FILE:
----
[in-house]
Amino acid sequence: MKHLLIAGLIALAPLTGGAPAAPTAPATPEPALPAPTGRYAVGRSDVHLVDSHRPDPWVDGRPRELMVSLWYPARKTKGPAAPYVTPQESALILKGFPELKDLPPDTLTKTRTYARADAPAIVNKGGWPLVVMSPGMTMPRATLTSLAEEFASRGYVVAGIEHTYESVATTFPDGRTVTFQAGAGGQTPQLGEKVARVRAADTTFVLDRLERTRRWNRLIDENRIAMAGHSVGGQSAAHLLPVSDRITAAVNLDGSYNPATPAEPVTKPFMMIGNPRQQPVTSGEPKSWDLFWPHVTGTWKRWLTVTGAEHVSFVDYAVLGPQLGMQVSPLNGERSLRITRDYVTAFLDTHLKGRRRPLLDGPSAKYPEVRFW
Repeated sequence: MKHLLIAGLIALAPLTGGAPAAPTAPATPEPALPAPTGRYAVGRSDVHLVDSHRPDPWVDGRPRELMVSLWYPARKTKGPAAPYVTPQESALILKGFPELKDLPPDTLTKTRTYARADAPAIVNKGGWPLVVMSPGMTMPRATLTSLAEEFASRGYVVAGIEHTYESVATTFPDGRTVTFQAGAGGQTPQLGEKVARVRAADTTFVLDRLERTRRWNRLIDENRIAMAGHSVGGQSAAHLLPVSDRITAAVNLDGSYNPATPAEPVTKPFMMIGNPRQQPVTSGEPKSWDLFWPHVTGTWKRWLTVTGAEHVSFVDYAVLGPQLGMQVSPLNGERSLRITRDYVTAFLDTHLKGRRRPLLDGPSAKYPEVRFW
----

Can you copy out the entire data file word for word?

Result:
[in-house]
Amino acid sequence: MKHLLIAGLIALAPLTGGAPAAPTAPATPEPALPAPTGRYAVGRSDVHLVDSHRPDPWVDGRPRELMVSLWYPARKTKGPAAPYVTPQESALILKGFPELKDLPPDTLTKTRTYARADAPAIVNKGGWPLVVMSPGMTMPRATLTSLAEEFASRGYVVAGIEHTYESVATTFPDGRTVTFQAGAGGQTPQLGEKVARVRAADTTFVLDRLERTRRWNRLIDENRIAMAGHSVGGQSAAHLLPVSDRITAAVNLDGSYNPATPAEPVTKPFMMIGNPRQQPVTSGEPKSWDLFWPHVTGTWKRWLTVTGAEHVSFVDYAVLGPQLGMQVSPLNGERSLRITRDYVTAFLDTHLKGRRRPLLDGPSAKYPEVRFW
Repeated sequence: MKHLLIAGLIALAPLTGGAPAAPTAPATPEPALPAPTGRYAVGRSDVHLVDSHRPDPWVDGRPRELMVSLWYPARKTKGPAAPYVTPQESALILKGFPELKDLPPDTLTKTRTYARADAPAIVNKGGWPLVVMSPGMTMPRATLTSLAEEFASRGYVVAGIEHTYESVATTFPDGRTVTFQAGAGGQTPQLGEKVARVRAADTTFVLDRLERTRRWNRLIDENRIAMAGHSVGGQSAAHLLPVSDRITAAVNLDGSYNPATPAEPVTKPFMMIGNPRQQPVTSGEPKSWDLFWPHVTGTWKRWLTVTGAEHVSFVDYAVLGPQLGMQVSPLNGERSLRITRDYVTAFLDTHLKGRRRPLLDGPSAKYPEVRFW